On health warnings on cigarette sticks, Maggie Throup said that the Government was “exploring various regulatory proposals” and would therefore “conduct further research and build a robust evidence base in support of such measures”. She also stated that the Government would include the “strongest proposals” in the new plan.

What action has the Government taken to reduce the numbers smoking?

2017–22 Tobacco Control Plan for England

In 2017, the Government under then Prime Minister Theresa May published its Tobacco Control Plan for England. The plan set out several objectives to “create a smokefree generation”, which it defined as a smoking prevalence in England of 5 percent or below by 2030. Some of these objectives were to reduce:

  • smoking among adults in England from 15.5% to 12% or less;
  • the number of 15-year-olds who regularly smoke from 8% to 3% or less; and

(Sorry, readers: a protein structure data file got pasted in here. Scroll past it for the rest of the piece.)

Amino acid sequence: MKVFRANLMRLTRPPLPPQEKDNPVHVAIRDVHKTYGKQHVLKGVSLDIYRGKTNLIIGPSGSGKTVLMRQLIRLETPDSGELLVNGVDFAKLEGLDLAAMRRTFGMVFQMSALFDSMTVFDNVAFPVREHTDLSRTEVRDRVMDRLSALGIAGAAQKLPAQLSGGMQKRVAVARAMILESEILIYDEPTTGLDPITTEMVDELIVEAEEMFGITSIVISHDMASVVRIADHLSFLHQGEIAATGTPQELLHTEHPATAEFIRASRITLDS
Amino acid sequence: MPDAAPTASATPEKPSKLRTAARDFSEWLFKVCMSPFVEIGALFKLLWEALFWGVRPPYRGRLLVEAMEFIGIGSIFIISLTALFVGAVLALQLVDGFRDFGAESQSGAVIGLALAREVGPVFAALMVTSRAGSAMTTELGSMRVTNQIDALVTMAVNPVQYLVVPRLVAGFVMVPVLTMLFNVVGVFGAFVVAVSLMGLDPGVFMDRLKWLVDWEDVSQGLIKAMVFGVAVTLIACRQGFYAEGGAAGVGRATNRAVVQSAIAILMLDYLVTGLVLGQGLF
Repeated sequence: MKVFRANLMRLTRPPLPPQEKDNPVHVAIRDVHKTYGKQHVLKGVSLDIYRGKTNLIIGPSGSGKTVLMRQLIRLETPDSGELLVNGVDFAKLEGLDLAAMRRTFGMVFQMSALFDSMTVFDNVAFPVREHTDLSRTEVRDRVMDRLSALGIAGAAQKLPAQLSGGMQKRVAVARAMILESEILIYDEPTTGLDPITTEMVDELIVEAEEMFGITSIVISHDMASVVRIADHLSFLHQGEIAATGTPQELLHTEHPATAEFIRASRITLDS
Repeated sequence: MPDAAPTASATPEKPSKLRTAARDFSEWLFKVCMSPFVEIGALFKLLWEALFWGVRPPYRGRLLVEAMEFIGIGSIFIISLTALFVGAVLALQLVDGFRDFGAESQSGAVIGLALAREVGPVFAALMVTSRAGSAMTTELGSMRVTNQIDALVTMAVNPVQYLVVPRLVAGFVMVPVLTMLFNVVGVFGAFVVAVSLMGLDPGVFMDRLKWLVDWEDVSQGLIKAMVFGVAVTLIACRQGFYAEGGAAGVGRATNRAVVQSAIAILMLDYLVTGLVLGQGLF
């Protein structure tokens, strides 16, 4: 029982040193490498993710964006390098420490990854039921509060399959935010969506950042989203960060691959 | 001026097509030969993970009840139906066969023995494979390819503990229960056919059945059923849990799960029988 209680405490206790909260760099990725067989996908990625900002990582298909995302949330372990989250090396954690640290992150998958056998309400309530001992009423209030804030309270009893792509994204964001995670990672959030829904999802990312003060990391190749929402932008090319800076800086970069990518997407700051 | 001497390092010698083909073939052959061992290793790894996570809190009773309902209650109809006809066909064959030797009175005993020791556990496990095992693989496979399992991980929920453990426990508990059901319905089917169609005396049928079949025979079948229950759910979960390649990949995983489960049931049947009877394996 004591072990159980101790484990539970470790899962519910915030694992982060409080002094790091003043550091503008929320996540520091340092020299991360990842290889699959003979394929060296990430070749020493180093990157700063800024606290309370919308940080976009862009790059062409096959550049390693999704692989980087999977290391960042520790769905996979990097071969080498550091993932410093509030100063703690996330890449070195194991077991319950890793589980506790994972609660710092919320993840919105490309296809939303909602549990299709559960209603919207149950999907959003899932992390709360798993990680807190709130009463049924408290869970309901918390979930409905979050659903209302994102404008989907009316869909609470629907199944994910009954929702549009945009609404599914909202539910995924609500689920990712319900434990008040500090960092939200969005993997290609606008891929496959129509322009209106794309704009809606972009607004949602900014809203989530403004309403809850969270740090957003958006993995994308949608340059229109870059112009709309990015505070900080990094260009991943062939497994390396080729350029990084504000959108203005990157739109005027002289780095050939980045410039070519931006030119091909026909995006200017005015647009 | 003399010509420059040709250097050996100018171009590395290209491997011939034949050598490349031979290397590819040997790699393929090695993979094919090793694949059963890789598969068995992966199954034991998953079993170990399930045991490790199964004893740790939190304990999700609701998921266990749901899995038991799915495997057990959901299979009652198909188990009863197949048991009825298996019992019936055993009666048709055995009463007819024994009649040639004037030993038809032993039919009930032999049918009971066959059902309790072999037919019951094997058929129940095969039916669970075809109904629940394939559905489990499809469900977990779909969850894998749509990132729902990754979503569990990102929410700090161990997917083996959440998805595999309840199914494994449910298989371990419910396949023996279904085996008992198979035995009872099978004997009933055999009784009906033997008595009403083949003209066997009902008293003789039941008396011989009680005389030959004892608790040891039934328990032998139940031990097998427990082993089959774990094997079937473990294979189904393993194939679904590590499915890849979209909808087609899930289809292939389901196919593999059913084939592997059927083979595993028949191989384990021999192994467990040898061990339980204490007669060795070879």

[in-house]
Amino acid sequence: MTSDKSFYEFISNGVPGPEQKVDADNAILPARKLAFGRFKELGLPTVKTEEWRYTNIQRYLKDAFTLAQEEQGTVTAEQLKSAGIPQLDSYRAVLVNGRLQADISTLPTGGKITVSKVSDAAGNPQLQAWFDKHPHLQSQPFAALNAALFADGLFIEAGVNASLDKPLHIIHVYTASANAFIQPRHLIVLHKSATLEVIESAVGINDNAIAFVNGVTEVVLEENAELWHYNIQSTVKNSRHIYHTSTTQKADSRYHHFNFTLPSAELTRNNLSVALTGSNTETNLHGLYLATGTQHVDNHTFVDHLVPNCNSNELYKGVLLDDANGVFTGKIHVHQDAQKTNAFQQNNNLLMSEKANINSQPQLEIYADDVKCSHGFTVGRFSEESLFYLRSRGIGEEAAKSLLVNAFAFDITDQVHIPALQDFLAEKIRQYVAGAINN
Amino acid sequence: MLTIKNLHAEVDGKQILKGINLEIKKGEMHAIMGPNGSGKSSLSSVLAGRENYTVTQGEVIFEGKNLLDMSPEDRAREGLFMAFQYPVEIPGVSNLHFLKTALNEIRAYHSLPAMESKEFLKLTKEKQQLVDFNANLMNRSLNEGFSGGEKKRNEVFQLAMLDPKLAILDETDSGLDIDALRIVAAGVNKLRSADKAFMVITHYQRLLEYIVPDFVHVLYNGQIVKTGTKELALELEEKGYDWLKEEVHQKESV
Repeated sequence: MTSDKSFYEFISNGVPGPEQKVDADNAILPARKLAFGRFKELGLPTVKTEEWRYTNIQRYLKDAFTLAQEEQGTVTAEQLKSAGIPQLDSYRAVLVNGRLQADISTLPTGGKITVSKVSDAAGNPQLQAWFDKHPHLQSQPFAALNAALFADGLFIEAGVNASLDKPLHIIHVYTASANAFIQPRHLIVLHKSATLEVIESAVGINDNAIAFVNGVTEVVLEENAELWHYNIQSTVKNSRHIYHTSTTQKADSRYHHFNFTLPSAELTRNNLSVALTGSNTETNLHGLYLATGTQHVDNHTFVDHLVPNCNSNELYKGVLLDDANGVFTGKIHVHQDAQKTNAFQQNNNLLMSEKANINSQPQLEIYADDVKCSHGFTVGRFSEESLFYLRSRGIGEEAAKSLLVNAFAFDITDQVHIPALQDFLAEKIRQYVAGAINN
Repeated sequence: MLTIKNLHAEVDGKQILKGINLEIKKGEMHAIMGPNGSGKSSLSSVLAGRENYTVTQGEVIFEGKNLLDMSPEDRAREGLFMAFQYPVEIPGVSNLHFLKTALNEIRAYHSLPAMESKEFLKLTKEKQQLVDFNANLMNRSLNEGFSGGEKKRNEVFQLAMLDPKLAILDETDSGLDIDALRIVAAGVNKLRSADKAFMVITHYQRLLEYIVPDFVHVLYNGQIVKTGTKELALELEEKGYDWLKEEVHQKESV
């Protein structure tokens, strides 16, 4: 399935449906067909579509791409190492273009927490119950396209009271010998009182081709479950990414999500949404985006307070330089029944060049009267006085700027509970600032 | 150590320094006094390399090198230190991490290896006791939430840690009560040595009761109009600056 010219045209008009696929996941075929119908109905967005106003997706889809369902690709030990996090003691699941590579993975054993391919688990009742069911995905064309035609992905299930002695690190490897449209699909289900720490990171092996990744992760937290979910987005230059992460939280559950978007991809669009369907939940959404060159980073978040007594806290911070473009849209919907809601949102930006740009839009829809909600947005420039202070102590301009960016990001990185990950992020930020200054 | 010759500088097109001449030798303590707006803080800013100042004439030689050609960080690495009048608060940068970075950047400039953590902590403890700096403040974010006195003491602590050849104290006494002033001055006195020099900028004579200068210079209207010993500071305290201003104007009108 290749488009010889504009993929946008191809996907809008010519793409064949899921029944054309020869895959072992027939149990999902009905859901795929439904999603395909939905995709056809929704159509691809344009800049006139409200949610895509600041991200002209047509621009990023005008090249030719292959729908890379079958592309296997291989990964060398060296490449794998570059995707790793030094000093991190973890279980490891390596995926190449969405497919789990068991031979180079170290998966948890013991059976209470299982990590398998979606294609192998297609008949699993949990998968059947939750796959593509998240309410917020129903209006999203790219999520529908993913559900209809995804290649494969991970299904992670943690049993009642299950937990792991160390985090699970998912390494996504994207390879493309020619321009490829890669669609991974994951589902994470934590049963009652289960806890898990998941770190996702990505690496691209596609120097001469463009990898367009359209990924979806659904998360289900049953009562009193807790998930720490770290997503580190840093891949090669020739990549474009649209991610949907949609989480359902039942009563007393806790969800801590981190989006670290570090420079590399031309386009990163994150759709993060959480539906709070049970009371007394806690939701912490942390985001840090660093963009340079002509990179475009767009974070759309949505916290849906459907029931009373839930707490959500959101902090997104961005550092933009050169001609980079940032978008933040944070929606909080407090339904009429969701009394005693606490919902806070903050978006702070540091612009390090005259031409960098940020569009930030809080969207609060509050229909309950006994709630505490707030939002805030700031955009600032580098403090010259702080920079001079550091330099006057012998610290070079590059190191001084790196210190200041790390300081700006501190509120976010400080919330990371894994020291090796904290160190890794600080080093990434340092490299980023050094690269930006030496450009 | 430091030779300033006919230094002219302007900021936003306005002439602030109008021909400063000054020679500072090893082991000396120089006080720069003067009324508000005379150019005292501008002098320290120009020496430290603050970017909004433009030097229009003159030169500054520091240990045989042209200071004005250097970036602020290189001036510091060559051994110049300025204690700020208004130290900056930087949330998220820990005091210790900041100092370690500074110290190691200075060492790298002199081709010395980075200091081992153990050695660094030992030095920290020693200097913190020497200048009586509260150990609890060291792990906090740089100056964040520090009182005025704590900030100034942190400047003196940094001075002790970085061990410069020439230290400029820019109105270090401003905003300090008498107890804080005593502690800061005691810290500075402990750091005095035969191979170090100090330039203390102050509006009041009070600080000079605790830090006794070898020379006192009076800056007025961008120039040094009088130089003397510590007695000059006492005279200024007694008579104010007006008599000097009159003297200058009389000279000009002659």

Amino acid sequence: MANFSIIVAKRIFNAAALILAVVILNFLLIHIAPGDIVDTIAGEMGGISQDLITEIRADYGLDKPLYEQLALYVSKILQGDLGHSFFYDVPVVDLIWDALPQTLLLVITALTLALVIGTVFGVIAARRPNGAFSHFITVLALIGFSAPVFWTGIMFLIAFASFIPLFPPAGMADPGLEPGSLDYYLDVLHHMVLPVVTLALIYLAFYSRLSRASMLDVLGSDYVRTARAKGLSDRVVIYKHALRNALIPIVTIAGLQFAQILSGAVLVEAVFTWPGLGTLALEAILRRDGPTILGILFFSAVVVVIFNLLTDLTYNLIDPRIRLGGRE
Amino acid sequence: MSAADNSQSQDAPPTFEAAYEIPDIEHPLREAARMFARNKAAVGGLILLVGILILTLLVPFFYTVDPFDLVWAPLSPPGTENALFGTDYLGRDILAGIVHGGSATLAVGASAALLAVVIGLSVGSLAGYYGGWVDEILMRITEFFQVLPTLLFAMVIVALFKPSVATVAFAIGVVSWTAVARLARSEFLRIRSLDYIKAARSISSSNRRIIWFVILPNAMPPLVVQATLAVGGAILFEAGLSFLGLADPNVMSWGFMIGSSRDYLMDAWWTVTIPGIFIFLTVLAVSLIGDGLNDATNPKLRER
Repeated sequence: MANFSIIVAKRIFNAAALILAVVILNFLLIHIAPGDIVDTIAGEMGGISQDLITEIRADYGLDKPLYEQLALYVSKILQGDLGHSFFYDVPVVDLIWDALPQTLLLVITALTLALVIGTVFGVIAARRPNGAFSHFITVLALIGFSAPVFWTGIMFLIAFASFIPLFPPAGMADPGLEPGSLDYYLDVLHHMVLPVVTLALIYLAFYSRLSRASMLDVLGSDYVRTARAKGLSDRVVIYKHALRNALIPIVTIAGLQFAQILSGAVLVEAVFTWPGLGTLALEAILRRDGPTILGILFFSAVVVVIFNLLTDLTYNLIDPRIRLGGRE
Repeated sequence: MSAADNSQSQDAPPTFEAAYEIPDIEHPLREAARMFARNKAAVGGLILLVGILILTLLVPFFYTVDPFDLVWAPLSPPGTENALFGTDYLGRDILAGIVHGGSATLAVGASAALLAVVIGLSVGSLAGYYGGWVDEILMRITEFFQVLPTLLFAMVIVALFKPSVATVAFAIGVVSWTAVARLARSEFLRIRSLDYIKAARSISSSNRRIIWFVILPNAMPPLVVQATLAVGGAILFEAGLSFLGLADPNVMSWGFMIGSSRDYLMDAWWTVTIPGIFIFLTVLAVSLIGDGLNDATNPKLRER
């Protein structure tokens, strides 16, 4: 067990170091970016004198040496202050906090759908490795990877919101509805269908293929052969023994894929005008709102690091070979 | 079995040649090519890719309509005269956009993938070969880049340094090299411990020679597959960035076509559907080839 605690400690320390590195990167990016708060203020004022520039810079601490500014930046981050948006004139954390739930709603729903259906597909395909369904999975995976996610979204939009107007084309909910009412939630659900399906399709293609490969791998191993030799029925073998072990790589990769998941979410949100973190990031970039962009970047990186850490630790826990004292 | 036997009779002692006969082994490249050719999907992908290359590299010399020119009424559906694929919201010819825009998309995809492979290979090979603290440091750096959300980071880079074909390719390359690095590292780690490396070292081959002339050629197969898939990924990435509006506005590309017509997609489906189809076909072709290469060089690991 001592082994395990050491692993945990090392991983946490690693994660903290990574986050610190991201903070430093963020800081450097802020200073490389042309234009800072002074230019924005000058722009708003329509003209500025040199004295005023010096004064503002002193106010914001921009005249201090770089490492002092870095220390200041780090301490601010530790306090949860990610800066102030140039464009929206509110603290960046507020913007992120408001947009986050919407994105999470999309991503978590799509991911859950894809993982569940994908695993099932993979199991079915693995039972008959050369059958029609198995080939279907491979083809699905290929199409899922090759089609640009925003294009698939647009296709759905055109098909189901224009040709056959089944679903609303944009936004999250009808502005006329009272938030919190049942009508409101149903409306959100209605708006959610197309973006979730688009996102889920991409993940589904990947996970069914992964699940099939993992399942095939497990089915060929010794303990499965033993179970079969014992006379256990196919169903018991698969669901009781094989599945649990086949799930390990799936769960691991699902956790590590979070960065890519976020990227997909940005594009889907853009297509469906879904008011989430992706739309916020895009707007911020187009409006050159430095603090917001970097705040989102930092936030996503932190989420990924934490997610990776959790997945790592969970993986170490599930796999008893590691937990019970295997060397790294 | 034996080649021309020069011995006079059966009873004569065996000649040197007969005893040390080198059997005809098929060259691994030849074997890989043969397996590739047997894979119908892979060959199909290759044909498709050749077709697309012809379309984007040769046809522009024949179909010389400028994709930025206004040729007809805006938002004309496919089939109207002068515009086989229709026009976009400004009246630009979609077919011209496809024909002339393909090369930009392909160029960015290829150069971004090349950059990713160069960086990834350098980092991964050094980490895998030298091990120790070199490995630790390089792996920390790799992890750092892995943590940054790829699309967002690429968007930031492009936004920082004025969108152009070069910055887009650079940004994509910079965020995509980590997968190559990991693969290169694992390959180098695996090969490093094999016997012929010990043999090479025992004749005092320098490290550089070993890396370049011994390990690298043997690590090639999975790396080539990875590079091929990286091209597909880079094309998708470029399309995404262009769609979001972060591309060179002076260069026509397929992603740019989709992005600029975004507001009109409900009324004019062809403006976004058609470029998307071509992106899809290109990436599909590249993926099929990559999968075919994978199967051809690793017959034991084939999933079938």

• the prevalence of smoking in pregnancy from 10.7% to 6% or less.

To achieve this, the 2017 plan included several actions around four areas. This included:

  • ‘Prevention first’ through the effective operation of legislation such as the use of standardised packaging designed to reduce the uptake of smoking by young people.
  • ‘Supporting smokers to quit’ by providing access to training for all health professionals on how to help patients—especially patients in mental health services—to quit smoking.
  • ‘Eliminating variations in smoking rates’ by promoting links to “stop smoking” services across the health and care system and full implementation of all relevant NICE guidelines by 2022.
  • ‘Effective enforcement’ by maintaining high duty rates for tobacco products to make tobacco less affordable.

The aim was to achieve these objectives by the end of 2022.

In 2019, the Conservative Government under Prime Minister Boris Johnson stated that achieving a smokefree 2030 would be “extremely challenging” and that “bold action” would be needed. This included considering a “‘polluter pays’ approach”, which requires tobacco companies to pay towards the cost of tobacco control. The Government also committed to setting out further proposals to move towards a smokefree 2030 at a “later date”.